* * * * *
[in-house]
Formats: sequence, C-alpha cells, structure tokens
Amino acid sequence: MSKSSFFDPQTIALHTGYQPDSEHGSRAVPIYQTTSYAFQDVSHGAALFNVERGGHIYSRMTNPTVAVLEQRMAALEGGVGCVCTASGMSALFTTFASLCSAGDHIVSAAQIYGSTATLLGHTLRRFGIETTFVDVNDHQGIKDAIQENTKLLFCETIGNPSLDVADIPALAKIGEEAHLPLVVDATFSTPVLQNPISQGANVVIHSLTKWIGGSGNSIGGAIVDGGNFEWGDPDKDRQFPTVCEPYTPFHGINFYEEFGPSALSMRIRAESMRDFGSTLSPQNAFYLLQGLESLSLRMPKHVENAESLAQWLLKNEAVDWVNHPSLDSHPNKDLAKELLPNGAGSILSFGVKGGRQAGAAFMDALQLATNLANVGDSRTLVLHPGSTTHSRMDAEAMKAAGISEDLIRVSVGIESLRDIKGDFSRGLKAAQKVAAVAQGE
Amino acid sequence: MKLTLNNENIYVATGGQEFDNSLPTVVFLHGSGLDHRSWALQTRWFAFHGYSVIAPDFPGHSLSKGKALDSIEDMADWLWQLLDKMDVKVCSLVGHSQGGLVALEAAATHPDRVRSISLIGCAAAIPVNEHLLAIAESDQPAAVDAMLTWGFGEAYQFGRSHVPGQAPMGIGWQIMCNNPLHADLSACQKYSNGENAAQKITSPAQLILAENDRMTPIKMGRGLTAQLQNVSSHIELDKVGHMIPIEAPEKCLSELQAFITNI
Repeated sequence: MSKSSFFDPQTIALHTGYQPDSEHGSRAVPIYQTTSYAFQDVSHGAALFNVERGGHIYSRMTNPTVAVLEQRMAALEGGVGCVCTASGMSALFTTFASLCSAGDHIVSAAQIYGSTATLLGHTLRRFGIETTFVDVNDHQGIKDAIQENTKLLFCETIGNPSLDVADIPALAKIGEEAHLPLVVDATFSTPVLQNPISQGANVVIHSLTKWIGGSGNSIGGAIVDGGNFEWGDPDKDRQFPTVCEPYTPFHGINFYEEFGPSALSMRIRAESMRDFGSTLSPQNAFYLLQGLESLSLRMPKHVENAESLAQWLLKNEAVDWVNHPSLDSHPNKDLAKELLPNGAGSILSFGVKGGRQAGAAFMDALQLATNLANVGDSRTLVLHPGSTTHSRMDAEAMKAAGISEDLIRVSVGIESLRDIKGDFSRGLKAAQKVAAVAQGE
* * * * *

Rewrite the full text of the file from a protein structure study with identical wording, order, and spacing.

[in-house]
Formats: sequence, C-alpha cells, structure tokens
Amino acid sequence: MSKSSFFDPQTIALHTGYQPDSEHGSRAVPIYQTTSYAFQDVSHGAALFNVERGGHIYSRMTNPTVAVLEQRMAALEGGVGCVCTASGMSALFTTFASLCSAGDHIVSAAQIYGSTATLLGHTLRRFGIETTFVDVNDHQGIKDAIQENTKLLFCETIGNPSLDVADIPALAKIGEEAHLPLVVDATFSTPVLQNPISQGANVVIHSLTKWIGGSGNSIGGAIVDGGNFEWGDPDKDRQFPTVCEPYTPFHGINFYEEFGPSALSMRIRAESMRDFGSTLSPQNAFYLLQGLESLSLRMPKHVENAESLAQWLLKNEAVDWVNHPSLDSHPNKDLAKELLPNGAGSILSFGVKGGRQAGAAFMDALQLATNLANVGDSRTLVLHPGSTTHSRMDAEAMKAAGISEDLIRVSVGIESLRDIKGDFSRGLKAAQKVAAVAQGE
Amino acid sequence: MKLTLNNENIYVATGGQEFDNSLPTVVFLHGSGLDHRSWALQTRWFAFHGYSVIAPDFPGHSLSKGKALDSIEDMADWLWQLLDKMDVKVCSLVGHSQGGLVALEAAATHPDRVRSISLIGCAAAIPVNEHLLAIAESDQPAAVDAMLTWGFGEAYQFGRSHVPGQAPMGIGWQIMCNNPLHADLSACQKYSNGENAAQKITSPAQLILAENDRMTPIKMGRGLTAQLQNVSSHIELDKVGHMIPIEAPEKCLSELQAFITNI
Repeated sequence: MSKSSFFDPQTIALHTGYQPDSEHGSRAVPIYQTTSYAFQDVSHGAALFNVERGGHIYSRMTNPTVAVLEQRMAALEGGVGCVCTASGMSALFTTFASLCSAGDHIVSAAQIYGSTATLLGHTLRRFGIETTFVDVNDHQGIKDAIQENTKLLFCETIGNPSLDVADIPALAKIGEEAHLPLVVDATFSTPVLQNPISQGANVVIHSLTKWIGGSGNSIGGAIVDGGNFEWGDPDKDRQFPTVCEPYTPFHGINFYEEFGPSALSMRIRAESMRDFGSTLSPQNAFYLLQGLESLSLRMPKHVENAESLAQWLLKNEAVDWVNHPSLDSHPNKDLAKELLPNGAGSILSFGVKGGRQAGAAFMDALQLATNLANVGDSRTLVLHPGSTTHSRMDAEAMKAAGISEDLIRVSVGIESLRDIKGDFSRGLKAAQKVAAVAQGE